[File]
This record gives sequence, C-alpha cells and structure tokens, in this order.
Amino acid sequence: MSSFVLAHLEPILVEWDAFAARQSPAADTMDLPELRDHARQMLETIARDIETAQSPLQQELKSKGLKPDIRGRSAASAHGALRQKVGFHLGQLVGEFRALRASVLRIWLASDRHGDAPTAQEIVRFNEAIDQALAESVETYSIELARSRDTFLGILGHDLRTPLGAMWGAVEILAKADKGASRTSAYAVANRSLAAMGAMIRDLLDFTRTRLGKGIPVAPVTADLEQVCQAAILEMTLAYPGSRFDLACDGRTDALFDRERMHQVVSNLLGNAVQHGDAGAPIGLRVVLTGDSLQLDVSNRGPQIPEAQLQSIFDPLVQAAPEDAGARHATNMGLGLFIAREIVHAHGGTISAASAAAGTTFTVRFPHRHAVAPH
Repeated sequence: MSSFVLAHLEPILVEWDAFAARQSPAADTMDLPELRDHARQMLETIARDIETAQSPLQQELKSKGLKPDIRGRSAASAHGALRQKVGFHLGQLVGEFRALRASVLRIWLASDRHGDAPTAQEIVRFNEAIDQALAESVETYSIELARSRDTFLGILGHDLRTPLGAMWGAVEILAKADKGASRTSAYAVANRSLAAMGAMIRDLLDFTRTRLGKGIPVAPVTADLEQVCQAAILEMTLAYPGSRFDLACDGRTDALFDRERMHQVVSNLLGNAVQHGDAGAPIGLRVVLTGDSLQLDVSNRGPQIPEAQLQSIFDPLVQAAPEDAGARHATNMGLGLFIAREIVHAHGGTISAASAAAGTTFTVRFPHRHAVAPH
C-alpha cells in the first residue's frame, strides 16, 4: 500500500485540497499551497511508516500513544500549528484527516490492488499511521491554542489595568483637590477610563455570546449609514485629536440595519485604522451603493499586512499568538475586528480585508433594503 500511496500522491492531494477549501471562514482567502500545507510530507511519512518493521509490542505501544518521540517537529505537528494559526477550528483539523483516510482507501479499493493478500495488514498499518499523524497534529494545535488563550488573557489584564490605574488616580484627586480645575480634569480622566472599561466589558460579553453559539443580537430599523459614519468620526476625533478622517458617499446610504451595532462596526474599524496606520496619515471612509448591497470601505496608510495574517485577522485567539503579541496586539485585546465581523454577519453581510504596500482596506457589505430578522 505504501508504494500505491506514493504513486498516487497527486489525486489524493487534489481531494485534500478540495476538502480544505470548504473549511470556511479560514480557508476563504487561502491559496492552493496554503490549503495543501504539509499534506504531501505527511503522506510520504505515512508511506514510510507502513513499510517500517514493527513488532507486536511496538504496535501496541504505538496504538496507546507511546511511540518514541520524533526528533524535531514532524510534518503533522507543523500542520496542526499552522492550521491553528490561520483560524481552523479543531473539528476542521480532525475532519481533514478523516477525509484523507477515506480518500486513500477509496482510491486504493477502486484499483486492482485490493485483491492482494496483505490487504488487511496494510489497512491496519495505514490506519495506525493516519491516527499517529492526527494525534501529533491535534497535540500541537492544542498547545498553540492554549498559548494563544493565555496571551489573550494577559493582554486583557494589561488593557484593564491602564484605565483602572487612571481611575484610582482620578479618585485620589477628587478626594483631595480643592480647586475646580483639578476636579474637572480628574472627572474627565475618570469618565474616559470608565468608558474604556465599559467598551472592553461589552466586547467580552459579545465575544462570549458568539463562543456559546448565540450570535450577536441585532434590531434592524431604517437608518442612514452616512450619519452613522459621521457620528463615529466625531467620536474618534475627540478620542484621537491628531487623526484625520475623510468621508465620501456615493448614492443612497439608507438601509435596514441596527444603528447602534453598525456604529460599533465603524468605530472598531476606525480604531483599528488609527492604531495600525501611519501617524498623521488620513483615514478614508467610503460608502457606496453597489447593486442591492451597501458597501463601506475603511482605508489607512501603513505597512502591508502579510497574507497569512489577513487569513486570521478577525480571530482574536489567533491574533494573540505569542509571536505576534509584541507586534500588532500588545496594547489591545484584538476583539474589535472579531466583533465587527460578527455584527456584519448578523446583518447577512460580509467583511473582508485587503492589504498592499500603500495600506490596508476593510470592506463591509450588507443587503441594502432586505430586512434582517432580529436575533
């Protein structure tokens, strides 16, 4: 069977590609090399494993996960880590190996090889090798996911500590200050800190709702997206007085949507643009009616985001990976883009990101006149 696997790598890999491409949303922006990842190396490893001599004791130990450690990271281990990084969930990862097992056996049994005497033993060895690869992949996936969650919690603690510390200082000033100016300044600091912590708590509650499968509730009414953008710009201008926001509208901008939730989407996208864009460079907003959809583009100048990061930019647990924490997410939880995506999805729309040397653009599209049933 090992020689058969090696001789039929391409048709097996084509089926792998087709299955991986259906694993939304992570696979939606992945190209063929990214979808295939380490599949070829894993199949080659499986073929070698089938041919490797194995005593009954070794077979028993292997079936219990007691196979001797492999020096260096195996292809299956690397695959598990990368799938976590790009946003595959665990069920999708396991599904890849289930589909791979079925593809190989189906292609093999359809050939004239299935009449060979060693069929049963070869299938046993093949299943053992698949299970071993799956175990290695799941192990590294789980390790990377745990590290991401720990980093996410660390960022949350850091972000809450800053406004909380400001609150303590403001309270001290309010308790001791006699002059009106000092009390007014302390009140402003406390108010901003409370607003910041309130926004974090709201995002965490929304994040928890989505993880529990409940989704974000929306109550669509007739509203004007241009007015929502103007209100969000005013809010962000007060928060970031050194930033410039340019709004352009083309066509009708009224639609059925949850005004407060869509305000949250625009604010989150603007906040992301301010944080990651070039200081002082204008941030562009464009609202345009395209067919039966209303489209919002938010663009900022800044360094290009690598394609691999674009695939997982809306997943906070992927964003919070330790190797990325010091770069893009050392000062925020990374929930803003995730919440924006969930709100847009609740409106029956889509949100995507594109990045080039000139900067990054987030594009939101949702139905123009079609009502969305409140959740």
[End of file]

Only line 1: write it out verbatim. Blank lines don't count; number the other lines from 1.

This record gives sequence, C-alpha cells and structure tokens, in this order.